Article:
#MySciComm: Diogo Veríssimo on how to market good news about the natural word

#MySciComm: Diogo Veríssimo on how to market good news about the natural word

This week, Diogo Veríssimo updates his responses to the #MySciComm questions! 

Man smiling at camera
Photo by Laure Cugnière

Diogo is a biologist turned scientist turned marketer! He decided that he could have the cake and eat it, and so focused his research on the fledgling field of conservation marketing, the use of marketing theory and techniques to help promoted biodiversity-friendly behaviors. He is currently an Oxford Martin Fellow, based at the University of Oxford, UK, working primarily on the design and evaluation of behaviour change interventions focused on the illegal wildlife trade. Connect with him online at www.diogoverissimo.com and @verissimodiogo.

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Okay, Diogo…

1) How did you get into the kind of SciComm that you do?

Everyone likes a good story.

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#MySciComm: Tatiana Eaves on making the jump from science to science writing and editing

#MySciComm: Tatiana Eaves on making the jump from science to science writing and editing

This week, Tatiana Eaves responds to the #MySciComm questions! 

Young black woman outdoors - looking at the camera, and holding a camera
Tatiana Eaves hiking through the Appalachian Mountains in Boone, NC, taking photographs for a news article. Photograph taken by Katelyn Cartwright.

Tatiana is a biologist, photographer, and freelance science writer living in the Washington D.C. metro area. She received her undergraduate degree in Biology, with a concentration on ecology and evolution, from Appalachian State University and minored in Geographic Information Systems. She currently writes for Ricochet Science and the Ecological Society of America’s Journal Frontiers in Ecology and the Environment, while simultaneously working as a web designer/editor/writer for the Refugia Research Coalition, managed by the U.S. Geological Survey. Connect with Tatiana on her online portfolio and @EcologistSays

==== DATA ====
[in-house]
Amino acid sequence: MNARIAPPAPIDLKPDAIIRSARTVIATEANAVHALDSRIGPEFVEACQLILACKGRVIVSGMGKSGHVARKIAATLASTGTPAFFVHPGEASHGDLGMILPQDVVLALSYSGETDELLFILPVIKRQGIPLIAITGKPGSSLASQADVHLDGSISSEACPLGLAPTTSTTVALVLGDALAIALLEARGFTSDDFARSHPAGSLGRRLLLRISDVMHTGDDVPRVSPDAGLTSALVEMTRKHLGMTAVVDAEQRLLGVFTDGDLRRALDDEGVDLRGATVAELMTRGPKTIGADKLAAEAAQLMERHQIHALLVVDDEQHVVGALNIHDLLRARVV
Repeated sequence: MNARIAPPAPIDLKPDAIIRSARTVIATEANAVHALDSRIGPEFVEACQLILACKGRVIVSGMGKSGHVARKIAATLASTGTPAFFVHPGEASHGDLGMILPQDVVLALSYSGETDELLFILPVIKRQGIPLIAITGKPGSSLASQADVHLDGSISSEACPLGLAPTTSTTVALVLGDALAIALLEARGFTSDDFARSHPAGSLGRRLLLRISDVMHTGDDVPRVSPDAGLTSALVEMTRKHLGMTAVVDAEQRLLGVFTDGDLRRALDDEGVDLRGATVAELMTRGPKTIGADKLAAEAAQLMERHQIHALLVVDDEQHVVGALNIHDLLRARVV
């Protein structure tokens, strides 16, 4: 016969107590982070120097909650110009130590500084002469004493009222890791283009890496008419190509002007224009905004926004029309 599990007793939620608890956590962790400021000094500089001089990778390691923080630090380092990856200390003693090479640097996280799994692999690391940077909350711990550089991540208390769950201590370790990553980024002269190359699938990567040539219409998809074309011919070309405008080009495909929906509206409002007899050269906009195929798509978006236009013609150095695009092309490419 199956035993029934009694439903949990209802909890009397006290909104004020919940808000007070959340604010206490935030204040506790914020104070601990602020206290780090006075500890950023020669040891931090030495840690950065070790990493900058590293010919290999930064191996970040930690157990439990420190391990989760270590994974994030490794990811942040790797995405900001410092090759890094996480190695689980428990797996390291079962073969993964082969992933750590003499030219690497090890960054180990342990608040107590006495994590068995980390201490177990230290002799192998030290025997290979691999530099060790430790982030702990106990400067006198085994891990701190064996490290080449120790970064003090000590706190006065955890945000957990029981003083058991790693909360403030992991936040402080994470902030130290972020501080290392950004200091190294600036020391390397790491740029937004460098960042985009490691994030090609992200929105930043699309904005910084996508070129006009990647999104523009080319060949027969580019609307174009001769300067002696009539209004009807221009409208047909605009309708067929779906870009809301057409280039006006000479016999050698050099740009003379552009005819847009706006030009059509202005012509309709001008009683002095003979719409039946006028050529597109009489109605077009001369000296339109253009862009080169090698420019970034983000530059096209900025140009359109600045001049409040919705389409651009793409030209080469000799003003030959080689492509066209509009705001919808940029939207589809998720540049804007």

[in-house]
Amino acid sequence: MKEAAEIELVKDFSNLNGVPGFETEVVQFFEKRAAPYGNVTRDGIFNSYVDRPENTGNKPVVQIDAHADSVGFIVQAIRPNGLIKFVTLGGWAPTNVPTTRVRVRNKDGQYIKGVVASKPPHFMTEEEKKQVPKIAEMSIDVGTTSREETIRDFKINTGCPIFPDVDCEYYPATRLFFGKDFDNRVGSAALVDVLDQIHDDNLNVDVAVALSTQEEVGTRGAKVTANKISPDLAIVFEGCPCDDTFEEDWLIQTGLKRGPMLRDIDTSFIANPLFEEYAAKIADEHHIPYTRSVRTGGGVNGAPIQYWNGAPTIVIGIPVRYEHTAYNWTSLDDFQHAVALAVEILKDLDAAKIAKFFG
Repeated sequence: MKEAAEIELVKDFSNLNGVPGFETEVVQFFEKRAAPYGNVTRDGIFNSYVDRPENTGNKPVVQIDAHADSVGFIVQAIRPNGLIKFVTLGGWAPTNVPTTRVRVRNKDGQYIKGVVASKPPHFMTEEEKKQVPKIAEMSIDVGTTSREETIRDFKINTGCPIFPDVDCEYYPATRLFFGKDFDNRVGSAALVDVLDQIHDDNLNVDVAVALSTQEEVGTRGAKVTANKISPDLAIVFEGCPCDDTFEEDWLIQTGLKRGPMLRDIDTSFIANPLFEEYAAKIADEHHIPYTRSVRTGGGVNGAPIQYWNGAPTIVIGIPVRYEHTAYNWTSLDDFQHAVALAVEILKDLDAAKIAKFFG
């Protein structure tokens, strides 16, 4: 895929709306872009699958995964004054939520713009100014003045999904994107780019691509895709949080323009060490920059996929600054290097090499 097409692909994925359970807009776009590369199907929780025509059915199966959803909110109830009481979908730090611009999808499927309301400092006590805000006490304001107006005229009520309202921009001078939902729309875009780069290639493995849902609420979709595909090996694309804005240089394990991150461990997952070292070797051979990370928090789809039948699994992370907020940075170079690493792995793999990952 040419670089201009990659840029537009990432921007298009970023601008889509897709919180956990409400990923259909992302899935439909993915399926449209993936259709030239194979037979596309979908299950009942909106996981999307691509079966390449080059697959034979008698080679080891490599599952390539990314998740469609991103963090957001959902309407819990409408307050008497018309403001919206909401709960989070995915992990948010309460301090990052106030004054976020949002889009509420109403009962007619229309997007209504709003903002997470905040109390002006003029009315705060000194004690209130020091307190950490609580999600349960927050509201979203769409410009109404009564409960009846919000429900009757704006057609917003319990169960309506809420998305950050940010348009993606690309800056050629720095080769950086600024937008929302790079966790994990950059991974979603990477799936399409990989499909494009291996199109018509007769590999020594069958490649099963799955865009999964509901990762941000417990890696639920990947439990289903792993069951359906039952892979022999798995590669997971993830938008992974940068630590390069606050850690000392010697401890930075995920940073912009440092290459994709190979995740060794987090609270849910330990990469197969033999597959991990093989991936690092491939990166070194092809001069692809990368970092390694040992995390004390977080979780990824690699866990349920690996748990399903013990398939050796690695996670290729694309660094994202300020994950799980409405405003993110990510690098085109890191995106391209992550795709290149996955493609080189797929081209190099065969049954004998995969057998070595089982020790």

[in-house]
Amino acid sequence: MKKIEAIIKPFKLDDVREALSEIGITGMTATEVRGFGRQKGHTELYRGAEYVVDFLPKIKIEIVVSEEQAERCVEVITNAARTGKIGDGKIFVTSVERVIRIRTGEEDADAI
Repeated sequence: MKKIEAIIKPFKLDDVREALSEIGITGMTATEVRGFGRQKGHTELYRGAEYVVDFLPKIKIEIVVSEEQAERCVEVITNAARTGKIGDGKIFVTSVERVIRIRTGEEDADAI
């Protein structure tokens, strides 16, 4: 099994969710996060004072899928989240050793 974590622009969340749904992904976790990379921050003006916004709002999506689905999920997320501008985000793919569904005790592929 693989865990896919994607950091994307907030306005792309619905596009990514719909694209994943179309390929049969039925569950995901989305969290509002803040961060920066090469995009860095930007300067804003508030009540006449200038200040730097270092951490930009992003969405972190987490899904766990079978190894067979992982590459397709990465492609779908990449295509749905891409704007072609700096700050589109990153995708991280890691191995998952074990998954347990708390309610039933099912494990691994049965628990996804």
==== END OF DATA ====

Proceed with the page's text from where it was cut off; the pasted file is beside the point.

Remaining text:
The #MySciComm series features a host of SciComm professionals. We’re looking for more contributors, so please get in touch if you’d like to write a post!

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Okay, Tatiana…

1) How did you get into the kind of SciComm that you do?

I always knew I wanted to be a scientist, I just didn’t know what kind.

Read more about #MySciComm: Tatiana Eaves on making the jump from science to science writing and editing

Resource of the Week: Academia just one of many routes for scientists (a graphic)

Resource of the Week: Academia just one of many routes for scientists (a graphic)

In the wake of #ImmodestWomen and other discussions about non-academic careers* pursued by those trained in the sciences comes a new graphic from the American Geosciences Institute. It is a timely and useful illustration of the many ways that science training can be, and is, a powerful component of careers in many sectors. Where do youRead more about Resource of the Week: Academia just one of many routes for scientists (a graphic)[…]

Resource of the Week: The science supporting work-life balance and declining productivity after 40 hours/week

Resource of the Week: The science supporting work-life balance and declining productivity after 40 hours/week

  Science communication and engagement, whether they are a full-time job or part of a job with additional responsibilities, take a lot of time to do well. So, Dr. Katie Grogan’s tweet thread about work-life balance and productivity which declines after working 50+ hours per week caught our attention. Throughout the thread, Dr. Grogan citesRead more about Resource of the Week: The science supporting work-life balance and declining productivity after 40 hours/week[…]